Life is around you and in you. Visit the rooftop gardens of Michigan

The Arab American National Museum (AANM) is poised to reopen its cultural gem for the summer, the Al-Hadiqa: AANM Heritage Garden, on Saturday, June 8. Nestled atop the museum, this verdant oasis is not just about flora; it’s a living testament to the rich tapestry of Arab American heritage. 

Originally launched in June 2023, the garden features plants that reflect the culture and history of Arab Americans and includes audio stories of Metro Detroit Arab Americans. Visitors can scan a QR code on their phones to hear their stories. 

The 2024 reopening celebration will take place from 4 to 7 p.m. It is free and open to the public. The garden will be open to visitors throughout the summer. Registration for the opening event is required. 

As the only Arab American museum in the United States, the AANM has long been a beacon of cultural preservation and celebration. Last spring, the museum opened the Al-Hadiqa to extend its embrace of nature and showcase the integral role of gardening and agriculture in Arab American identity. 

Most items in the outdoor rooftop garden come from donations of seeds and cuttings, both from local plants that the Arab American community has adopted into its culture as well as those from the Middle East. 

As Susan Thwing explains, the AANM opened in 2005 and features a courtyard, library, and auditorium. 

To create the garden, AANM partnered with the local East Dearborn community and the Garden Juju Collective to develop the design and stories in the space. Local gardeners donated seeds to grow in the garden. 

By incorporating a combination of native Michigan plants as well as those found across the Arab world, the garden represents a uniquely Dearborn and Detroit-based Arab diaspora, organizers said.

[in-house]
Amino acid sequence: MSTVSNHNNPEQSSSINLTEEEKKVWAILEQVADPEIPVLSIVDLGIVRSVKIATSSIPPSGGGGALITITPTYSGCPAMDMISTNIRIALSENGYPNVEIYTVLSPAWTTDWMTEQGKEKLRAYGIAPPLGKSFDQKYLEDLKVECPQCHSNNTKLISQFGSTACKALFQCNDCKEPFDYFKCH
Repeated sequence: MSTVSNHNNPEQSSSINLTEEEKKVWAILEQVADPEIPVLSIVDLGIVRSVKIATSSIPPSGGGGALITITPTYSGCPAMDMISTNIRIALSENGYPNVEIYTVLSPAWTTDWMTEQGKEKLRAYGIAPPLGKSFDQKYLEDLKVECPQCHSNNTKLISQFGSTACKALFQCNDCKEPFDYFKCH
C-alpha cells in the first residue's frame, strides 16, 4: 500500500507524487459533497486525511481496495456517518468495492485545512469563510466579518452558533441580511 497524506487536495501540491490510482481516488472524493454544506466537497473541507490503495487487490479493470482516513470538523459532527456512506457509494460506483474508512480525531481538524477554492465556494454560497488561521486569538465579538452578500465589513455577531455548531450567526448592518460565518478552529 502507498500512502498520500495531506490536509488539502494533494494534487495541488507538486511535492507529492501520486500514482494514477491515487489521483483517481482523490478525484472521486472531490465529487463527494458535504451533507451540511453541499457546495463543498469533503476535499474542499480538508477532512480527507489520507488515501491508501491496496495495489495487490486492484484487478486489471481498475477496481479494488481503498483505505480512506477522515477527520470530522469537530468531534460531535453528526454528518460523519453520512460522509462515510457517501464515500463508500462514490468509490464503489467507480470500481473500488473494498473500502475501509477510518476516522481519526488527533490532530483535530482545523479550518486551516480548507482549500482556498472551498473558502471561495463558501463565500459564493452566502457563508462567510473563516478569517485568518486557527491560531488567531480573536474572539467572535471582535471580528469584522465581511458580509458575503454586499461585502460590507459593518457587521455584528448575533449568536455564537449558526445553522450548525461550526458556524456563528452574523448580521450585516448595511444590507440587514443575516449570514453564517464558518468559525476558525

The genesis of Al-Hadiqa speaks to the deep-rooted connection between the Arab American community and the land. 

“I believe it is a metaphor for our heritage to be surrounded by beautiful nature and to have gardens in our own backyards. The garden is a way to uplift our stories,” said Fatima Al-Rasool, the museum’s public programming coordinator. 

Al-Hadiqa, which translates to “The Garden” in Arabic, is more than just a collection of plants—it’s a living testament to the rich heritage and enduring resilience of the Arab American community. 

From Aleppo peppers to Syrian peas to eggplants and traditional spices, the garden features plants that can be used as a living exhibit. The garden also includes Michigan native pollinator plants to attract beneficial bees and insects for plant growth. 

As visitors wander through the garden, they’ll also discover QR codes nestled among the foliage, offering glimpses into oral histories and personal reflections shared by the community. 

For Al-Rasool, Al-Hadiqa is a symbol of resilience and renewal. “It’s very much in our genes and ourselves to plant and grow our food and garden,” she explained. “The garden not only celebrates our cultural heritage but also highlights the resilience of our community.” 

During the reopening celebration, guests will explore the garden and engage with the rich tapestry of Arab American culture through a variety of activities and exhibits. The opening celebration promises something for everyone to enjoy, from crafts and refreshments to scavenger hunts and open-house tours. 

“The event will fully activate the museum’s space with activities on every level,” Al-Fasool said. Al-Rasool said Al-Hadiqa represents more than just a garden—it’s a place where stories come to life. 

“The garden is a testament to the beautiful stories in our neighborhood,” she said. “It’s a way for the Arab American community to stay connected to their heritage and to uplift the stories of those who have come before us.”

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